By: Brandon T. Luong, @BrandonTLuong
I’m sure by now branding professionals have preached to the masses that they should have their own personal image if they want to land their dream job, increase their client portfolio or get their name out there. I wouldn't say it is necessary for every single person, but critical for those who need an extra push to get in the front of the line. Even if you’re the shy type, you have to think about the connotations when people say your name. After all, this is all about you, so take control of it.
Here’s my five tips:
Strategize Your Brand
Similar to Megan Marrs’ “The First Step in Building Your Personal Brand”, determine what [Insert Name] means to your viewers. This includes emotional appeal, profile description, services, and uniqueness. Remember, everyone is unique, so you better stand out more.
Searchable Name That Is Unique.
Not saying to legally change your name or create an alias, but have your name and appearance match each other online. You don’t want your potential employer, clients or viewers to search the ‘Wong Pearson’, and get a misguided impression. First thing would be to Google your name and its variations to see what is the least number of entries for it. Reason being is that once you take hold of the lowest number of entries, you will be able to capitalize that more than a saturated name. If you have a popular name, like Aman Patel, Juan Perez, Nana Aryee, or Bao Nguyen, then tweak it with either your full name, nickname, middle initial or whatever.
When I was developing my brand, I found multiple links under ‘Brandon Luong’, including users who curse on YouTube, duck face pictures and a Florida Sexual Offender. Although the last one was terrible, I decided to add my middle initial simply due to the overwhelming number of Brandon Luong. One thing I would add is to avoid stuff like !, airplane symbol, TOP LINKED, LION or anything along those lines in your name because it looks awful when you print it. And yes, this name should also be on your business cards to have a consistent brand. Once discovered, you should claim it.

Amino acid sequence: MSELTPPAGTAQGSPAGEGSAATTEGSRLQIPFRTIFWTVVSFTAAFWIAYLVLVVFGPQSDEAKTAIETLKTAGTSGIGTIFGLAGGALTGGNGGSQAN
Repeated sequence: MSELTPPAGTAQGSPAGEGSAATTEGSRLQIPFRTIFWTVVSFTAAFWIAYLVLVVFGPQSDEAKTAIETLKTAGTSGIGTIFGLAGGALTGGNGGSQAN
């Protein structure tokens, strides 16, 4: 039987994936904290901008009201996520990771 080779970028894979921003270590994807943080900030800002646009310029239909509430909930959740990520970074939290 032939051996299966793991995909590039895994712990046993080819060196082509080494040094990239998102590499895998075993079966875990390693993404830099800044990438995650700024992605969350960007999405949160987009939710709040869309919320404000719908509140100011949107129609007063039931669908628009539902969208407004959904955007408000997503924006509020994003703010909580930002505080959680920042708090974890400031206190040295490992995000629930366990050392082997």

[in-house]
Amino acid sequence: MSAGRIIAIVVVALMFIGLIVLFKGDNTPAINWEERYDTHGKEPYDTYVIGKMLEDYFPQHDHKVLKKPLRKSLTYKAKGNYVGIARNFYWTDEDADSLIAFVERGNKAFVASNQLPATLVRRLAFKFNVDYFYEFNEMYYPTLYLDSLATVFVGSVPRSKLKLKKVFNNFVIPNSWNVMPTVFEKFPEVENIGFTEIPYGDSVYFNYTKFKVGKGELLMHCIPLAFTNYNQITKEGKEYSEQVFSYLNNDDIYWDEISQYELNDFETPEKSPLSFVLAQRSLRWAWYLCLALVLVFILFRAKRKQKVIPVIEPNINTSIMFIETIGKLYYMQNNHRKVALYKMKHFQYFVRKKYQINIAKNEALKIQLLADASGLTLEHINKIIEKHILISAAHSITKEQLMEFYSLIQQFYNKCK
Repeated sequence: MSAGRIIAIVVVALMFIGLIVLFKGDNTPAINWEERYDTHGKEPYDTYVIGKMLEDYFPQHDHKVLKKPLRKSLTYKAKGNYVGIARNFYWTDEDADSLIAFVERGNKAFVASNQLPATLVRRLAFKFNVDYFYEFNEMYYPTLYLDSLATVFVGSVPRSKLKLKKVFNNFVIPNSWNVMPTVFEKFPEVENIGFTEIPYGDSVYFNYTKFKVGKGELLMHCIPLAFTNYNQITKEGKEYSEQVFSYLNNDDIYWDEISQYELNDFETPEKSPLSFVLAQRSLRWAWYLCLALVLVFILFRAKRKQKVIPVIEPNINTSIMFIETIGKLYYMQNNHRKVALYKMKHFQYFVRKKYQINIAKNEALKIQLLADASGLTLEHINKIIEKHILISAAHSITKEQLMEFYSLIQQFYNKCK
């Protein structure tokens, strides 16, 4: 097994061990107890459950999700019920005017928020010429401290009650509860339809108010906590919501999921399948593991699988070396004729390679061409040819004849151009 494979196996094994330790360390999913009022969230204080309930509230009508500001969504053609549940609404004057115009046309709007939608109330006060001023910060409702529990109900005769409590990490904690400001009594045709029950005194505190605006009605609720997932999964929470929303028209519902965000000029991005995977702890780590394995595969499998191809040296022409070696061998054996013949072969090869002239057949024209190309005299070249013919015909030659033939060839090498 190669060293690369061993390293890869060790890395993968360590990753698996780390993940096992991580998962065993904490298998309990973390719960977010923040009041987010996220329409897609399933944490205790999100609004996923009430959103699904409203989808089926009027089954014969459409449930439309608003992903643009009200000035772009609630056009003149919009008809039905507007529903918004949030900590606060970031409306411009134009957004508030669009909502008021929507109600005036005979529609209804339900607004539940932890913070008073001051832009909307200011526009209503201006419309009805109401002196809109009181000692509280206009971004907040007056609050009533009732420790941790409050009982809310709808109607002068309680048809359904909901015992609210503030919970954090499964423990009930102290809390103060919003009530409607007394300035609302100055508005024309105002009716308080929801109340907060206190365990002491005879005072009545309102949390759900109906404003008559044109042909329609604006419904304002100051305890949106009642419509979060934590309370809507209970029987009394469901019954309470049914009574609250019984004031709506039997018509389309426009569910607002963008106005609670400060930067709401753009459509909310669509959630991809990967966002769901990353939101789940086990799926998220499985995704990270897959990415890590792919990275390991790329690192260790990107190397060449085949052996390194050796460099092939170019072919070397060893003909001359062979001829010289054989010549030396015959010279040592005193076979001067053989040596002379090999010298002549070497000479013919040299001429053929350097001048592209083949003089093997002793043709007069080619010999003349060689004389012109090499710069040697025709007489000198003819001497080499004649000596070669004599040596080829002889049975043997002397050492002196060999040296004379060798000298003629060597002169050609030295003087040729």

Your voice, tone, appearance, and style should be the same both online and offline. It’s like you meet Gabriel Iglesias at the Starbucks on U. St. in DC, and he wasn't anything close to what you expected. That would ruin the image you had, and the same could go for you. Everything should be consistent: from your logo, color association, font family, mannerism, and tone. However, this doesn't mean all your profiles have to be the same pic. Change it up, but make sure people can tell it is still you.
Focus On Selected Networks
Choose social networks which are the most relevant to your career aspirations, and stick to those until they become developed. It’s hard to be have multiple great accounts, unless you make it your full time job. Choose your top 5 and make it amazing. If are a designer, then perhaps you might want to focus your attention solely on Twitter, Behance, Pinterest and Dripple as they pertain to your career. It doesn’t mean you can’t have accounts on Threadless, DeviantArt or Fontli, yet it might look bad for visitors to see these empty profiles, especially if you don’t know how to rank your pages. When many non-technical/marketing people start creating their accounts on social media, they don’t necessarily know about Search Engine Optimization nor how to properly manage it. The choice is up to you on the amount and importance of which website to be on. I would just stick to a few and make it good.
Erase Irrelevant Self
To my peers, who are either in college or an alumni, this is for you. Erase or privatize those pics of your historical "epicness", such as downing the Bacardi rum video, status about smoking grade-A MJ, or pics of you grabbing that girl’s watermelons. Or keep it. It’s up to you. Just remember that future customers or investors will be researching you. So maybe it would be best to hide those pictures from public view and keep them for your own eyes.